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Publication Info
  • With Love, From Me to You by Mary Manz Simon, illustrated by Corinna Ice
  • Published by Zonderkidz
  • On December 26, 2017
  • Genres: Children's Book
  • Pages: 9 Pages
  • Format: Board Book
Series
  • N/A
Content
  • N/A

A Protagonist Who Reads + It's Numair from the Immortals! ⇉ Review of Tempests and Slaughter by Tamora Pierce

Tuesday, January 23, 2018
I first discovered the Tortall world in middle school. They're books that I can read over and over again without tiring. I've been waiting for the Numair Chronicles several years now and was stoked to receive this for review. So much that I made it my first read of the new year! I've been curious about Numair's origin story since Emperor Mage gave us a sneak peak into his backstory.


WHAT I LIKED


A Fellow Reader and Dreamer
Readers, dreamers, and seekers (aka. forever curious people) will relate to Arram. I have loved Tamora Pierce's strong heroines, who we also know to be real people with real struggles, but it is wonderful to have a protagonist who may also be found buried in books, is an idealist, and is constantly coming up with new ideas and wanting to know things (and getting told to stop asking questions). That was a really long sentence. I'll stop now, or I'll keep rambling about my delight with young Arram Draper.

(But one more thought: I did enjoy comparing young Arram with the older Numair in The Immortals series. It is such fun to make connections! Like his feelings about riding horses.)

Characters We Know and Love

What really made this book for me is the familiar world and characters. I remember the main protagonists as well as some other characters from Tamora Pierce's Immortal series, and I enjoyed the references to characters from other Tortall books. (There are even a couple references to characters, or related characters, from the Beka Cooper series!)

Complex Characters
What was especially interesting is the portrayal of Ozorne's character. I knew that he and Numair were friends during their university days, but given his role in the Immortals series, I was not expecting to like him so much. It's interesting to see how his character develops over the course of his time at the university in Tempests and Slaughter. I'm interested in seeing where and how his break with Numair occurs in the next installment of the Numair Chronicles.

Creative World Building
As always, the world of the Tortall books is fascinating. I enjoyed learning more about the world south of Tortall.


WHAT I DISLIKED


Feels More Like a Summary Than a Story
The story covers Arram's early years from his entrance into the university's Lower Academy at age 10 (when most enter a year later) to the first year of independent studies at age 14. Because it covers such a broad span of time—and because so much happens during this time—much gets summarized. If I was not already familiar with the Tortall world and invested in Arram's story, I doubt I would have enjoyed this novel as much as I did.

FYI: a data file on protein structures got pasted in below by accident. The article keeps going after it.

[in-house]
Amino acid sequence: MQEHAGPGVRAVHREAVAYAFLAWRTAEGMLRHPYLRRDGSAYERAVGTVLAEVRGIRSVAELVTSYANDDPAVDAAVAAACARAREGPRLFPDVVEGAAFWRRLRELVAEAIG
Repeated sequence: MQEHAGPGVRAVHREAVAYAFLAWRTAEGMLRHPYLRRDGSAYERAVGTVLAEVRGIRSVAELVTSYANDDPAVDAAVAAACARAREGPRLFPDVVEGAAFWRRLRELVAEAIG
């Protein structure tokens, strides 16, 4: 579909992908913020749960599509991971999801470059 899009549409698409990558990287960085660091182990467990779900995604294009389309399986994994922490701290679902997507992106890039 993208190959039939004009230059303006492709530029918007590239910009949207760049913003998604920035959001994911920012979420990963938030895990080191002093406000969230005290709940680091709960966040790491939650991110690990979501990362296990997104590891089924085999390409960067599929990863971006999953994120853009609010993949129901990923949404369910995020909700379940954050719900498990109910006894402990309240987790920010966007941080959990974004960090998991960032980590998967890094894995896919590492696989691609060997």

Furthermore, this is not even a complete summary. Different key plot elements get introduced at various times across the novel without a clear resolution.

The story ends In Media Res
My only clue that the story was coming to an end was the "percentage status" in the bottom right corner of my Kindle. The plot brewing had thickened, and hints had been dropped that all was not well despite thoughts to the contrary. Then we're left hanging in the middle of a scene that seems out of place given everything that has happened and that we know will happen. I was left with a feeling of incompleteness.

It seems that this novel is not meant to be the first installment in a series so much as the first half of a story that will be resolved in the second half, which is to be released (hopefully) next year.

What's with the Title?
The title sounds cool, but I'm still not sure how it relates to the story. (Or to which specific plot points they refer.) The problem may be that the story doesn't have a coherent plotline but seems more like a record of Arram / Numair's early years. (Which is how the series advertises itself but which causes it to fall flat as a standalone novel.)

If you figure out the meaning behind the title, I'd love to hear your thoughts :)

The Cover Art
I'm not a fan of the new artwork that they've given the series. I loved the original ones where they featured the character on the cover with illustrations. Even if they stopped featuring the characters on the covers, I would have preferred they keep the original artwork styles instead of using the new dark, intense covers that look heavily photoshopped (or whatever it is they use on computers nowadays).